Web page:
future in the best, whether fakes or genuine

11 Never could persuade the old man that the
' Genuine Antiques ' card was a dead give-

Fired with enthusiasm, he seized the card and
tore it up there and then, while Tamlin applauded

" You're yer father without any moss on you,"
he remarked, as he took his leave, promising to
return on the morrow. Upon the threshold he
asked, " Doin' anything particular this even-
ing ?"

" Yes," said Quinney.

Tamlin went out, but returned immediately.

" You ought to have a sign."

" I mean to."

" Thought of that already ?"

" Thousands and thousands o' times. It'll be
a hangin' sign of wrought-iron ; the best; painted
black, with ' Quinney's ' in gold. It'll cost
twenty pounds."

11 That's going it."

" I mean to go it."


Quinney supped simply at seven, and then he

walked across the Cathedral Close, down a small

street, known as Laburnum Row, and knocked

at the door of a genteel, semi-detached cottage.


The very respectable woman who opened the
door drew down the corners of a pleasant mouth
when she beheld the visitor. A note of melan-
choly informed her voice as she greeted him, but
her sharp, brown eyes sparkled joyously as she
said :

" Never expected to see you this evening, Mr.

"I'm tired of doing the things that are ex-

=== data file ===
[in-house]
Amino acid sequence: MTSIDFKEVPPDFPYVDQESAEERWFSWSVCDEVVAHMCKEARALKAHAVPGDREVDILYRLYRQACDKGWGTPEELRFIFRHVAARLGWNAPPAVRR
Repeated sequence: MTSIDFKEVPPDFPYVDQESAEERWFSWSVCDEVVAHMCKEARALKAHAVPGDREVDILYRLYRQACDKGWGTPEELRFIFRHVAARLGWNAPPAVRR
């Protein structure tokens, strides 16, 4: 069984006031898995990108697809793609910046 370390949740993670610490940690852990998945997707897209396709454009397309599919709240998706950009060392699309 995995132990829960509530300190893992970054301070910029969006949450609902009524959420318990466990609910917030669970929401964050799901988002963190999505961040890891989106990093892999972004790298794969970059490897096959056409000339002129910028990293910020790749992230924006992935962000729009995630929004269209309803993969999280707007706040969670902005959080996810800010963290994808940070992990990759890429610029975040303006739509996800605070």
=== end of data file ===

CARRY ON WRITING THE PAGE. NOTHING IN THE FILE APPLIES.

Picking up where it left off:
pected," was the surprising reply. Then, with
a flush, he blurted out, " Susan in ?"

" Yes," said Mrs. Biddlecombe, leading the
way into the parlour. " The child's upstairs."

Mother and daughter had seen Quinney ap-
proaching, whereupon Mrs. Biddlecombe had
remarked, " It's all right. You smooth your
hair, dear, and slip on your blue gown."

Meanwhile, Quinney took the most comfort-
able chair, and stared with appraising eye at the
furniture. Above the mantelpiece hung the
portrait in water-colour of a handsome woman,
obviously a lady, as the word was interpreted by
the grandmothers of the present generation.
This was Mrs. Biddlecombe 's mother, the wife
of a doctor, who had been bear-leader to a sprig
of nobility, accomplishing with him the Grand
Tour. In her turn, Mrs. Biddlecombe had
married a medical gentleman (her word), who,
unhappily, was called from the exercise of his
profession in a promising suburb to a place in-
variably designated by Mrs. Biddlecombe as his
last home. Later, the widow, left in very